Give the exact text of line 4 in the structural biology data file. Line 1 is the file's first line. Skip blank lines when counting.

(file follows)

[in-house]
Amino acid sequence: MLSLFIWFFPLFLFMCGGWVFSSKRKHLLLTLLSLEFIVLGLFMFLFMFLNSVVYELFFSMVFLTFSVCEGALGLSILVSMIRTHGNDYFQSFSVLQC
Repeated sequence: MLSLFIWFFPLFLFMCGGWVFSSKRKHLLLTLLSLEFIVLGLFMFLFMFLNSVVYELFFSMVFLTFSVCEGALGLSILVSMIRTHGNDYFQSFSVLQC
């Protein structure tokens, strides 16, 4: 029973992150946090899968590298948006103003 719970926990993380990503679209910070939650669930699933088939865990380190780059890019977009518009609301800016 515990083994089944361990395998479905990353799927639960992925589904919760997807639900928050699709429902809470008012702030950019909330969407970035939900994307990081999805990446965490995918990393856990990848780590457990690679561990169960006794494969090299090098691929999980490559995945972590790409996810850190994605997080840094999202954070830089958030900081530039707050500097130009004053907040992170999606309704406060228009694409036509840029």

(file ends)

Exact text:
């Protein structure tokens, strides 16, 4: 029973992150946090899968590298948006103003 719970926990993380990503679209910070939650669930699933088939865990380190780059890019977009518009609301800016 515990083994089944361990395998479905990353799927639960992925589904919760997807639900928050699709429902809470008012702030950019909330969407970035939900994307990081999805990446965490995918990393856990990848780590457990690679561990169960006794494969090299090098691929999980490559995945972590790409996810850190994605997080840094999202954070830089958030900081530039707050500097130009004053907040992170999606309704406060228009694409036509840029």